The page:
CLRA’s 101 On Your Basic Rights

Do you have to say your name if the Police ask for it?

If someone is questioned by police, and they haven’t committed a crime, but the police suspect they have, what obligation does that person have to speak to the police? Your rights change when you are “suspected” but how do we know what is legal “suspicion” as opposed to being intimidated into admitting guilt while answering unlawful questioning by the police?

In light of the upcoming Free Cannabis Qld Picnic, I asked the above questions to the Community Law Resource Association ( and this was their response:

CRIMES ACT 1958 – SECT 456AA Requirement to give name and address

(1) A police officer may request a person to state his or her name and address if the police officer believes on reasonable grounds that the person—<

(a) has committed or is about to commit an offence, whether indictable or summary; or (b) may be able to assist in the investigation of an indictable offence which has been committed or is suspected of having been committed.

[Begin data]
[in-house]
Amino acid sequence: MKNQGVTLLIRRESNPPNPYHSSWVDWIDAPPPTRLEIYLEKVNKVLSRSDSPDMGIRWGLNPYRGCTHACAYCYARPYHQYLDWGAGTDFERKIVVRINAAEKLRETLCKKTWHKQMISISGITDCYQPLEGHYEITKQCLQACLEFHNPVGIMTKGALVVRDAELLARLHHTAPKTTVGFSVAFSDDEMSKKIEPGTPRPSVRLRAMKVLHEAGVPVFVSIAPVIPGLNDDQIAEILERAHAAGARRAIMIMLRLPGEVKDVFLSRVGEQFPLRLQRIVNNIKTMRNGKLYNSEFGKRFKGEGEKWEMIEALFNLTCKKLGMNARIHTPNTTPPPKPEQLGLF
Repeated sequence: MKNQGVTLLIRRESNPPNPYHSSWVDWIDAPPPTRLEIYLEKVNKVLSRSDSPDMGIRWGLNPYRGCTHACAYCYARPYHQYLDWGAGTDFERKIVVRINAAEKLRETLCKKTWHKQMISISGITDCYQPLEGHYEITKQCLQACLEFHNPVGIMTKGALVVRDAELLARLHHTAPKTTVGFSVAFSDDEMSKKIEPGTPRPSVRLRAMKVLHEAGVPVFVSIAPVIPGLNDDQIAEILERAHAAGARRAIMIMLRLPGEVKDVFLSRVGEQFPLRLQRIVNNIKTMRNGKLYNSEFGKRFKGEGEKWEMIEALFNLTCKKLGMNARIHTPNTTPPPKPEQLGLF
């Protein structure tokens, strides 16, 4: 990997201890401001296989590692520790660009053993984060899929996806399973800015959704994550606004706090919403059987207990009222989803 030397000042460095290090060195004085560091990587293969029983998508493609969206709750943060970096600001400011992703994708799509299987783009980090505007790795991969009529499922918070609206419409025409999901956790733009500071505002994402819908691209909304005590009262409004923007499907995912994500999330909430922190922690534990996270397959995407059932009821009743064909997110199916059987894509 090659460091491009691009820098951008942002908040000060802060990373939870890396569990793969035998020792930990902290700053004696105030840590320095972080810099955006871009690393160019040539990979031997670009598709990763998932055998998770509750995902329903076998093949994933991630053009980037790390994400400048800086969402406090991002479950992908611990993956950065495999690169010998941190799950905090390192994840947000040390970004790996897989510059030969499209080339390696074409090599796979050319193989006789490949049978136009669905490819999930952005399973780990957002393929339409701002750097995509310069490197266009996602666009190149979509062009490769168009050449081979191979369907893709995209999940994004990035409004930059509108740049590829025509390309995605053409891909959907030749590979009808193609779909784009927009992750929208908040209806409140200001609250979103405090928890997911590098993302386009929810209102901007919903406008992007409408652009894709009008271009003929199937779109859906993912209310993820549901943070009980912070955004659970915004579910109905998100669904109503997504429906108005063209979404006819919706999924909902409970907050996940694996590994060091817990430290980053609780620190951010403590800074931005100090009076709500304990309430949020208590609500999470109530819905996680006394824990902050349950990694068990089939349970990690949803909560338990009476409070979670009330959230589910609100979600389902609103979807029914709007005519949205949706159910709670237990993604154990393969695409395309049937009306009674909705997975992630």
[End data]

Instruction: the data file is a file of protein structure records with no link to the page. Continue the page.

S. 456AA(2) amended by No. 37/2014 s. 10(Sch. item 36.12(b)).

(2) A police officer who makes a request under subsection (1) must inform the person of the grounds for his or her belief in sufficient detail to allow the person to understand the nature of the offence or suspected offence.
(4) A person who is requested by a police officer under subsection (1) to state his or her name and address may request the member to state, orally or in writing, his or her name, rank and place of duty.

(5) A police officer who, in response to a request under subsection (4)— (a) refuses or fails to comply with the request; or (b) states a name or rank that is false in a material particular; or . (c) states as his or her place of duty an address other than the name of the police station which is the police officer’s ordinary place of duty; or (d) refuses to comply with the request in writing if requested to do so— is guilty of a summary offence punishable on conviction by a level 11 fine (5 penalty units maximum).

CRIMES ACT 1958 – SECT 464I No power to detain person not under arrest

Nothing in sections 464 to 464H (except as provided by an order made under section 464B(5)) confers the power to detain against his or her will a person who is not under arrest.

456 / 464i is all you need to know; if they ask for name etc, just say… “Sorry officer have I committed a crime?” You can also quote them Kaba vs Watson and DPP vs Hamilton.